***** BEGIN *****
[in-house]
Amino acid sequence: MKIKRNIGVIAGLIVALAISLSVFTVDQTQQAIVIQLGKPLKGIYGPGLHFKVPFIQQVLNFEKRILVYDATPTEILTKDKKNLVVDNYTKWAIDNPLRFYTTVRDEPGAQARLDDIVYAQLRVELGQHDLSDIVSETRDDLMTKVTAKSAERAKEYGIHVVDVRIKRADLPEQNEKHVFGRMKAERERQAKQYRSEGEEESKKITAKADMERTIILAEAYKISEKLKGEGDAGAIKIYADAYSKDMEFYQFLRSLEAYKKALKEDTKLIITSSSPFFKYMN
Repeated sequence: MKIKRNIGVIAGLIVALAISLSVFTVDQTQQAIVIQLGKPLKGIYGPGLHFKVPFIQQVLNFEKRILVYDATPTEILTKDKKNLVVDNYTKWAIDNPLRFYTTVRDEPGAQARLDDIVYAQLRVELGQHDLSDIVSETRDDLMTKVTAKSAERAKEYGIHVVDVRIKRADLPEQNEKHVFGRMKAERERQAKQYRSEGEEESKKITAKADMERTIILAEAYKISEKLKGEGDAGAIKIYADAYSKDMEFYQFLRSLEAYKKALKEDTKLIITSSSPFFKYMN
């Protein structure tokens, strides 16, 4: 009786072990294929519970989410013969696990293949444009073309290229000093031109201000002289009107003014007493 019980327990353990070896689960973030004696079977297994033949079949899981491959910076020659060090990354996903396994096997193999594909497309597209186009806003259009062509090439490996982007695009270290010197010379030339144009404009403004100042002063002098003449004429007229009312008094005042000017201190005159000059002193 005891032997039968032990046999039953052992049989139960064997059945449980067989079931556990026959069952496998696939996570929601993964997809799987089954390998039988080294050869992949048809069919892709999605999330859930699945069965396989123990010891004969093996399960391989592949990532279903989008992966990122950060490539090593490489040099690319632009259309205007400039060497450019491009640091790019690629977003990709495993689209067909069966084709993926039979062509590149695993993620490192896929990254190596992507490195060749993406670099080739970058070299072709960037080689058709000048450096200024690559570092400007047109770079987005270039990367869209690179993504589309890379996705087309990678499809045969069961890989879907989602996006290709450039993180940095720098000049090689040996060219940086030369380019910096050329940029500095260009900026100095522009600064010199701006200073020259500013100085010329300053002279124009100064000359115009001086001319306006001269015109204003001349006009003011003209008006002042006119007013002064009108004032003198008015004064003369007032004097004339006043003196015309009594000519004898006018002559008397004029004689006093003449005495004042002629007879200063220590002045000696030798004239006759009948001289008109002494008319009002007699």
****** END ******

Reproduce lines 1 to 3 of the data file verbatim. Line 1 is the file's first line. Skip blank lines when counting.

[in-house]
Amino acid sequence: MKIKRNIGVIAGLIVALAISLSVFTVDQTQQAIVIQLGKPLKGIYGPGLHFKVPFIQQVLNFEKRILVYDATPTEILTKDKKNLVVDNYTKWAIDNPLRFYTTVRDEPGAQARLDDIVYAQLRVELGQHDLSDIVSETRDDLMTKVTAKSAERAKEYGIHVVDVRIKRADLPEQNEKHVFGRMKAERERQAKQYRSEGEEESKKITAKADMERTIILAEAYKISEKLKGEGDAGAIKIYADAYSKDMEFYQFLRSLEAYKKALKEDTKLIITSSSPFFKYMN
Repeated sequence: MKIKRNIGVIAGLIVALAISLSVFTVDQTQQAIVIQLGKPLKGIYGPGLHFKVPFIQQVLNFEKRILVYDATPTEILTKDKKNLVVDNYTKWAIDNPLRFYTTVRDEPGAQARLDDIVYAQLRVELGQHDLSDIVSETRDDLMTKVTAKSAERAKEYGIHVVDVRIKRADLPEQNEKHVFGRMKAERERQAKQYRSEGEEESKKITAKADMERTIILAEAYKISEKLKGEGDAGAIKIYADAYSKDMEFYQFLRSLEAYKKALKEDTKLIITSSSPFFKYMN